“Damaged structures in Siliguri and Jalpaiguri show that builders had compromised with quality during construction. We have reports that fibre pipes were used, instead of iron rods, and there was inappropriate use of concrete mixture comprising sand and cement. Several people living in such buildings have complained to the authorities about the poor quality of work,” said Singh.
“To make an end to such wrong practices, we have decided to hold a high-level meeting next week. Darjeeling and Jalpaiguri district officials, representatives of the SJDA and Jaigaon Development Authority, civic bodies, the DGHC and the public works department, and realtors will be invited to the meeting,” he added.

Rescuers reach remote areas; quake toll now 104
Associated Press, Mangan, September 22, 2011: Rescuers on Thursday finally reached villages in remote northeast that were cut off by a powerful earthquake that rattled the Himalayan region last weekend, as the death toll in the disaster climbed past 100.
After the magnitude-6.9 quake struck on Sunday evening, rescue efforts were hampered by heavy rain and mudslides that blocked roads leading to villages in the remote, mountainous region.
As the weather improved Thursday, with no rain, helicopters ferried relief workers to the inaccessible areas, said R. Sahu, an Indian air force spokesman.
"Two air force helicopters have taken disaster management teams to inaccessible areas for relief work," Sahu said. Separately, aircraft dropped rice and other food items to nine inaccessible villages with a combined population of nearly 1,000, he said.
Also, workers used heavy machinery and dynamite to blast rocks to clear roads leading to inaccessible villages. Two injured people from Chungtan, one of the worst-hit villages, were taken by helicopter to a hospital, Sahu said.
Five more bodies were discovered overnight in debris, taking the overall death toll to 104, police said.
The bodies were found in the Mangan area close to the epicenter of the quake, which claimed lives in northeastern India, Tibet and Nepal.
Manmaya Rai at her residence in
Lower Bhalukop, Kalimpong
The deaths from the quake were spread across a wide swath of the region, with officials reporting 73 dead in the worst-hit state of Sikkim, 12 in West Bengal, six in Bihar, six in the neighboring Nepal and another seven in the Chinese region of Tibet. The toll was expected to rise as rescue workers gained more access to remote villages in the sparsely populated region.
Sikkim's chief minister, Pawan Kumar Chamling, told reporters on Wednesday that according to initial estimates, the earthquake had caused losses and damage worth 1 trillion rupees ($22 billion).
South African engineers being rescued from Sikkim's Tessta Urja power plant Chamling said that nine villages in northern areas were still cut off from the rest of the state.
While troops have been airlifting rescuers and dropping food and supplies to the cutoff areas, word on casualties and damage has been slow to come by.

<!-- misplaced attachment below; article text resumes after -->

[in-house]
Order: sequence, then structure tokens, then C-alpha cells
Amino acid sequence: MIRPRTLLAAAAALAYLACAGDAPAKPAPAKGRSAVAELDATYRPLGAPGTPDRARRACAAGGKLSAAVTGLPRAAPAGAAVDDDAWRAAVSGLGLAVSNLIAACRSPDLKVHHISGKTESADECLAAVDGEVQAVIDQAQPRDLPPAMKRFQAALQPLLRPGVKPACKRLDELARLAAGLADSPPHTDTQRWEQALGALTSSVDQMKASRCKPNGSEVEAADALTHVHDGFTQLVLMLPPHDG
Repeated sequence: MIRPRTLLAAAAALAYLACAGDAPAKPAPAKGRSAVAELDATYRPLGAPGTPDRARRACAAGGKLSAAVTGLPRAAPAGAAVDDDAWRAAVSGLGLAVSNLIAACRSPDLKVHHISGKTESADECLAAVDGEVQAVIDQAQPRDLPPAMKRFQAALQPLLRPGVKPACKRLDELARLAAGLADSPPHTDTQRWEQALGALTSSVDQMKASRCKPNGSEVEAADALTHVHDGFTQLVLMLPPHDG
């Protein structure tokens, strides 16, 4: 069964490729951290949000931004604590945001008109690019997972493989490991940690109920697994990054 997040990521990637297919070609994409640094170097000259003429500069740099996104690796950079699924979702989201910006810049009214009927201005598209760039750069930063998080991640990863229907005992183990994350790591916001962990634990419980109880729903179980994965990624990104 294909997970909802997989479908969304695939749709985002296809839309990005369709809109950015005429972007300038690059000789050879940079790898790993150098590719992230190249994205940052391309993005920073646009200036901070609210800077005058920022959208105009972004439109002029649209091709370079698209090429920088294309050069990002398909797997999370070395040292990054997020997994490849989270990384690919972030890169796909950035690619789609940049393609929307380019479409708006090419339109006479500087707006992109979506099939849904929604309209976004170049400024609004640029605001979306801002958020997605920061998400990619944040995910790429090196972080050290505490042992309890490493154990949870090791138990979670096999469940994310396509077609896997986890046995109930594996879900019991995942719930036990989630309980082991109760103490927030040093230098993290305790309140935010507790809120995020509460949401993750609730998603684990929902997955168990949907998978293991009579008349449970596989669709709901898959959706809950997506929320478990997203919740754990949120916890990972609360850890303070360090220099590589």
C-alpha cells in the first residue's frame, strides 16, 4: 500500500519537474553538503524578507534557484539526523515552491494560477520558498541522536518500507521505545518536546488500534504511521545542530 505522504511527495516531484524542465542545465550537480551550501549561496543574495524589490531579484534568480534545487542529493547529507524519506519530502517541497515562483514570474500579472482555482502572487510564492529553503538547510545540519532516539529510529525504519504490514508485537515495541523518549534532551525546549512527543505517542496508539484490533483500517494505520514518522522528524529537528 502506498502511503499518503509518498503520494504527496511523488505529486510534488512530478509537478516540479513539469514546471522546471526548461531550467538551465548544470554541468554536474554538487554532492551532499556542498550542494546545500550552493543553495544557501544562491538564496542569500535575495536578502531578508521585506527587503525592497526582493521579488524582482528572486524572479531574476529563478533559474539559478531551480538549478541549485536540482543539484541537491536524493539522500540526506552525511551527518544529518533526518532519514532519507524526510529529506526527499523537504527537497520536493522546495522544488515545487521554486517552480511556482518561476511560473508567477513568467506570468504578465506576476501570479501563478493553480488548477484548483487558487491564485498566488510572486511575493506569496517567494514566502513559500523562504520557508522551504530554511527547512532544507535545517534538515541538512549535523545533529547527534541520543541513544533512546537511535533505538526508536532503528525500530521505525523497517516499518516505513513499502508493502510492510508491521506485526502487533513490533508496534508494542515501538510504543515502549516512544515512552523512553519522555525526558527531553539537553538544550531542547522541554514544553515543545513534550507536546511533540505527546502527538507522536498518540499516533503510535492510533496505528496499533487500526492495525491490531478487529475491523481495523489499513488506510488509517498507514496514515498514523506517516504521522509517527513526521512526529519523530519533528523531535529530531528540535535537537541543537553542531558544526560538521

On Wednesday, 17 people were confirmed killed by landslides in a hydroelectric project in the region, and one worker was missing.

Sikkim quake
Suvojit Bagchi, BBC Bengali, Gangtok: The relief effort has been criticised for mostly only providing help to foreigners.
In parts of the earthquake-hit Indian state of Sikkim, conditions on the ground are little short of apocalyptic.

Entire areas are cut off because of landslides - and more often than not people are without clean water, adequate food supplies, medicine and telephone contact with the outside world. 
Sikkim's hospitals have seldom been so full.
With local people bereft of help, it is hardly surprising that this disaster has created some resentment among them.
I experienced this overwhelming sense of frustration near Mangan - the epicentre of Sunday's quake - when a group of villagers stopped my car and demanded an explanation.
"Why are reporters focusing on the good work by the government, while no aid has reached any of the villages?" one of them angrily demanded.
Such was the angst of villagers that they seized my equipment and only returned it only after extracting a promise from me that I would report the "real story".
One of them, Rasi Tobgay, spoke for many when describing the destruction on the ground and the suffering of local people.
"It is impossible to take the seriously injured to the hospital because army helicopters are hovering with ministers in the sky," he said.
'Inactive' authorities
The villagers say little aid has been delivered beyond Mangan, although food packets have been air-dropped intermittently by the Indian air force.
It is estimated that about 100,000 houses have been damaged
Chungthang is in the southern end of north Sikkim and it is in this area that the quake has been the most catastrophic.
Hardly any parts of north Sikkim, connecting India to Tibetan plateau, have received any substantial aid since Sunday.
Action Aid spokeswoman Banamallika Choudhury - who has reached Chungthang - told the BBC that there have been no more than one or two daily helicopter sorties.
"Two helicopters can carry no more than three or four tonnes of food or medical supplies - and that is nothing for thousands of villagers," she said.